Chaotic Somalia keeps U.S. on terrorism watch

Latest missile strike at the East Africa nation, aimed at a suspected Al Qaeda operative, keeps terrorists off balance. But some say US should do more to nation-build in Somalia.

In the ruined, chaotic state of Somalia the United States has long been engaged in a shadowy struggle with the forces of militant Islam. This US effort has two main goals: to prevent extremist groups from taking root in Somali society, and to counter notorious terrorist figures thought responsible for attacks throughout North and East Africa.

The US missile strike launched March 3 against the southern Somali town of Dobley was part of this larger fight. Whatever the attack's results – the Defense Department officially is keeping mum – US intelligence officials in recent weeks said they are generally pleased with their progress against terrorism in the region.

But is any such progress coming at the expense of Somalia itself?

Attacks against individual militants may frighten and anger ordinary Somalis, say some analysts, leading to something of a backlash against the US. Meanwhile, the US government in the area might be focusing on antiterrorism policy at the expense of nation-building efforts.

"I am concerned we are not helping the Somalis build even a minimally functional government," says Karin von Hippel, co-director of the post conflict reconstruction project at the Center for Strategic and International Studies.

The March 3 strike was carried out by at least two cruise missiles fired from a US Navy submarine. According to local news reports, the target was Saleh Ali Saleh Nabhan, a Kenyan who may have played a major role in the 1998 bombings of US embassies in Kenya and Tanzania.

Residents and police in Dobley said at least eight people were injured and a home destroyed in the attack. A radical Islamist movement that ruled much of southern Somalia throughout 2006 retook Dobley last week, according to wire service reports. On March 4 the town's streets were filled with hundreds of protesters shouting anti-American slogans, according to these reports.

At the height of its power, the radical movement, known as the Council of Islamic Courts, controlled Somalia's capital, Mogadishu. But in early 2007, troops loyal to a UN-supported interim government, backed by the Ethiopian Army, ousted the Islamist group.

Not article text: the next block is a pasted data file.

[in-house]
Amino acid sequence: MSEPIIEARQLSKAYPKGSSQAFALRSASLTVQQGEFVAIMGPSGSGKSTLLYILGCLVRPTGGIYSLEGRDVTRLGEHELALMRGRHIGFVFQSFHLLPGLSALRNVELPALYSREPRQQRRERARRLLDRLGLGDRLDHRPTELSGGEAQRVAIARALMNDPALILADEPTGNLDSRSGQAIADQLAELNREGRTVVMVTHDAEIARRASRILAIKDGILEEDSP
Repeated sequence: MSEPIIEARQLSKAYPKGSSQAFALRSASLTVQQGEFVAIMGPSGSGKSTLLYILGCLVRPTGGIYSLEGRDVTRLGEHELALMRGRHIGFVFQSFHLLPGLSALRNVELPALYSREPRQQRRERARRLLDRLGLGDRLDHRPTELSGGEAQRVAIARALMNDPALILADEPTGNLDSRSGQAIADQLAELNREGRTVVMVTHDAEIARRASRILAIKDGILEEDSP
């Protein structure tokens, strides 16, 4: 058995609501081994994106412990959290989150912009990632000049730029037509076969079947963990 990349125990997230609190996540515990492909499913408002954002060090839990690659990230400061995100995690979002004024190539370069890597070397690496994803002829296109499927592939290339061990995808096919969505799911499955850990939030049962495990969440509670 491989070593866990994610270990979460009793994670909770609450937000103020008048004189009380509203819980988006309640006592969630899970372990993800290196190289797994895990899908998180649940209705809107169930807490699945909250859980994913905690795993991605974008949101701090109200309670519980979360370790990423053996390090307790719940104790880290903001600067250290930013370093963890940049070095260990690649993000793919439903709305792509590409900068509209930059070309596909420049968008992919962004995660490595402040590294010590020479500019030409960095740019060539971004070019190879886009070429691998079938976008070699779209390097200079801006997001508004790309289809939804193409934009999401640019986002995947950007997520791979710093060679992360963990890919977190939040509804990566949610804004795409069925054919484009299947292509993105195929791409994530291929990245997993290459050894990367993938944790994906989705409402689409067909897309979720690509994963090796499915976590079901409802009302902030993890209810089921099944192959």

Of course, to call the elements currently in power in Mogadishu a "government" perhaps is to overstate the case. Since the early 1990s, Somalia has been a nation in name only. No group is in position to control its borders. No one watches its coastline. Yet it is only a relatively short boat trip across the Gulf of Aden to Yemen and the Arabian Peninsula.

The US has long kept its eye on Somalia as a possible haven for Al Qaeda, according to an International Crisis Group study of counterterrorism in the area. As early as 1998, when the Clinton administration fired cruise missiles at terrorist training camps in Afghanistan, US officials were concerned that Osama bin Laden might turn to Somalia as his next place of refuge, says the ICG study.

The Al Qaeda leadership decamped to the border area between Afghanistan and Pakistan, instead. Still, three extremist groups operating from Somalia "have chalked up a deadly track record," according to ICG.

Perhaps most notorious among them is an Al Qaeda cell made up of Saleh Ali Saleh Nabhan and several other militants. This group is thought linked to the embassy bombings, as well as the 2002 bombing of a Kenyan hotel and an unsuccessful attempt to shoot down an Israeli airliner.

The second group is a Somali nationalist and Islamist movement with long-standing links to Al Qaeda named al-Itihaad al-Islaami. During its 1990s heyday, the group had a militia of 1,000 fighters funded by Islamic charities from the Gulf states and maintained training camps staffed by foreign jihadis, says ICG.

The third group has emerged since 2003. It is a small but ruthless militant network led by Aden Hashi Ayro, a relatively young fighter reportedly trained in Al Qaeda's Afghanistan camps.

Lumped together, these organizations have given Somalia a reputation as a hotbed of Islamist extremism. But viewed from the perspective of the larger population, that may not be the case.

"In reality, jihadism is an unpopular, minority trend among Somali Islamists," concluded the ICG report.

This week's missile strike in Somalia was far from a first for the US. It carried out similar attacks at least three times last year.

Though those strikes were not all successful, the general antiterror effort in Somalia is going well, according to US intelligence.

A year or 18 months ago, Al Qaeda was establishing a foothold in Somalia that was on its way to becoming formidable, said Director of National Intelligence Mike McConnell at a Feb. 27 Senate Armed Services Committee hearing.

Since the Ethiopian Army rolled into Mogadishu, things have changed, said Director McConnell.

"For the most part, we've been able to keep it tamped down, or on the run. We've traced personalities," he told the Senate panel.

The concern of Karin von Hippel of CSIS and some other analysts is that the focus on personalities and security may distract the US from trying to rebuild the government and promoting higher levels of national reconciliation and reconstruction.

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